Today's News

  • Chad McCumbee seventh at DuQuoin

    Chad McCumbee couldn’t wait to get down and dirty—literally—Monday afternoon at the DuQuoin State Fairgrounds.
    The driver of the No. 1 ModSpace Ford hoped to sweep the dirt-track portion of the ARCA Racing Series presented by Menard’s schedule at the Southern Illinois 100 presented by Federated Auto Parts. He dominated the first dirt-track race of the season two weeks ago at the Illinois State Fairgrounds, also making a winner of longtime ARCA Racing Series team owner Jennifer Belmont.

  • Laney too much for South Brunswick Cougars

    The South Brunswick Cougars went into the football game Friday night at Laney on a two-game winning streak, with a defense that hadn’t given up a touchdown, with high hopes of pulling off a major upset and silencing any critics who believed their undersized roster would be a downfall to their season.

  • Wade Currie creates information hut for The First Tee

    Wade Currie has finished his Eagle Scout Project: an information hut for The First Tee of Brunswick County. Constructed of treated all-weather wood, Wade House has a roof, a glassed in framed bulletin board with rear access and a lift-top desk. Wade is a member of Paul Mason Troop 19 in Wilmington.

  • Red drum being caught at Little River jetties

    Fishing is certainly feeling like fall, with lowering water temperatures and worries about hurricanes seemingly every week. Post Hurricane Irene, the inshore saltwater fishing in Brunswick County has gotten much better.
    Redfish, flounder, pompano, bluefish and Spanish mackerel are being caught—not in fall numbers yet but in good early September action.

  • Court docket

    The following cases were adjudicated over five days of District Criminal Court on Aug. 24, 25, 26, 29 and 30 in Bolivia.

    Codes: PG, pleaded guilty; PNG/NG, pleaded not guilty, found not guilty; PNG/G, pleaded not guilty, found guilty; BCDC, Brunswick County Detention Center; NCDOC, North Carolina Department of Corrections.

    Wednesday, Aug. 24, DWI court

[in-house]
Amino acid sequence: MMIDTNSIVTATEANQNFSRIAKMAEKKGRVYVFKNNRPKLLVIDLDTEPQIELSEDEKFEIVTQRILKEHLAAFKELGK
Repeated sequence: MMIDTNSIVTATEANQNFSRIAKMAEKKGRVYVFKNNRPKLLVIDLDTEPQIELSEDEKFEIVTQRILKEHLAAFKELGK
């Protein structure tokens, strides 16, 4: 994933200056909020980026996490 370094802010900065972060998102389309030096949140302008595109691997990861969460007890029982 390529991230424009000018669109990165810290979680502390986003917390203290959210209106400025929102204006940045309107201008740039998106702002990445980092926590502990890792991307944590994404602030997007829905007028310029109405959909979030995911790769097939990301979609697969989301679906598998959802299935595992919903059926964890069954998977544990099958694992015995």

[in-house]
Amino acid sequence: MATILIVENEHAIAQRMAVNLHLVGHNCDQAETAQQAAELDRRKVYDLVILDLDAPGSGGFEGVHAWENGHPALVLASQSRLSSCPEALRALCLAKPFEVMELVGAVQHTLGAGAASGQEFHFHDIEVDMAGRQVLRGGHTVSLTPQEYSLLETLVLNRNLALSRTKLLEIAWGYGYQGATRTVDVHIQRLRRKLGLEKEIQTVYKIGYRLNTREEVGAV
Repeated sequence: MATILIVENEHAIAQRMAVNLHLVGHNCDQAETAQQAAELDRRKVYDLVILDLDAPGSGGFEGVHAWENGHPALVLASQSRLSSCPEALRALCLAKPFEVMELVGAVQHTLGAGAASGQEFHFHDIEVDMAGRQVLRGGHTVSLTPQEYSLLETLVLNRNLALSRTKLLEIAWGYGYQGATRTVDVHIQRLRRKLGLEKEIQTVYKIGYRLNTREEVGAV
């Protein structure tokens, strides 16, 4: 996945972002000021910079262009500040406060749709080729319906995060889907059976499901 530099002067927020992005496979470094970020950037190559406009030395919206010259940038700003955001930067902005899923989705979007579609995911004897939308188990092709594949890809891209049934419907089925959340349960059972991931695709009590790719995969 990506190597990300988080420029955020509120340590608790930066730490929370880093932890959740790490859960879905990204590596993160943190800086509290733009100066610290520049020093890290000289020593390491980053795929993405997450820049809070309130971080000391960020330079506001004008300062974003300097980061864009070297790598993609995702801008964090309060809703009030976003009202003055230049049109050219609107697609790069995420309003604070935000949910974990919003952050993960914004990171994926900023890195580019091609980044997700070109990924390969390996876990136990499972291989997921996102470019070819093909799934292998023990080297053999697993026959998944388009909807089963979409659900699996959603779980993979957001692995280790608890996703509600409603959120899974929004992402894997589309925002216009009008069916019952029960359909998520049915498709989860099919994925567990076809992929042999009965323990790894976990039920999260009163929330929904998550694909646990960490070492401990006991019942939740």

Judge Nancy C. Phillips presided over the following cases with prosecutor Elizabeth Prince and courtroom clerk Heather Jesina:

  • 9.11.01 The day that changed America

    Ten years later, Americans who vowed never to forget Sept. 11, 2001, have kept their promise.

    Ten years ago, the country came to a halt and American lives changed forever as terrorist-directed planes crashed into the World Trade Center Twin Towers in New York, the Pentagon in Arlington, Va., and a rural field near Shanksville, Pa.

    Nearly 3,000 lives were lost that day, including 343 New York City Fire Department firefighters, 60 New York City and Port Authority officers, and eight emergency medical technicians and paramedics.

  • Florence Skipper

    Florence Evelyn Piner Skipper, 97, of Leland, died Sunday, Sept. 4, 2011, at New Hanover Regional Medical Center.
    She was born in New Hanover County on Dec. 27, 1913, and was a daughter of the late William Amos Piner and Molly Stokley Piner.
    She is survived by three children, Carol Potter of Leland, Phillip Skipper of Orange, Va., and Polly A. Black of Leland; eight grandchildren; seven great-grandchildren; and four great-great grandchildren.

  • Delmas Green

    Delmas Green, 85, of Supply, died Sunday, Sept. 4, 2011, at Carrol S. Roberson Hospice Center in Fayetteville.
    Funeral services will be announced at a later date by Smith Funeral Home Inc. of Whiteville.

  • Forever on our minds, always in our hearts: 9-11

    It was the day that changed America. For those moments we were no longer white or black or a hodgepodge of world races, we were humans. We were broken. We were devastated. We were forever scarred by memories that even now, some 10 years removed from Sept. 11, 2001, we will never forget.

  • Neighbors helping neighbors

    BOLIVIA—Neighbors lending a helping hand have taken on a whole new meaning in Brunswick County.

    Bruce and Adrienne Hollenbeck lost their home to foreclosure in June. Since then they have been living underneath tarps set up in their yard. That is, until their neighbors stepped in.

    Last Tuesday evening, less than one week since the couple’s story appeared on the front page of the Beacon, the Hollenbecks sat anxiously in their front yard waiting for a new, temporary home.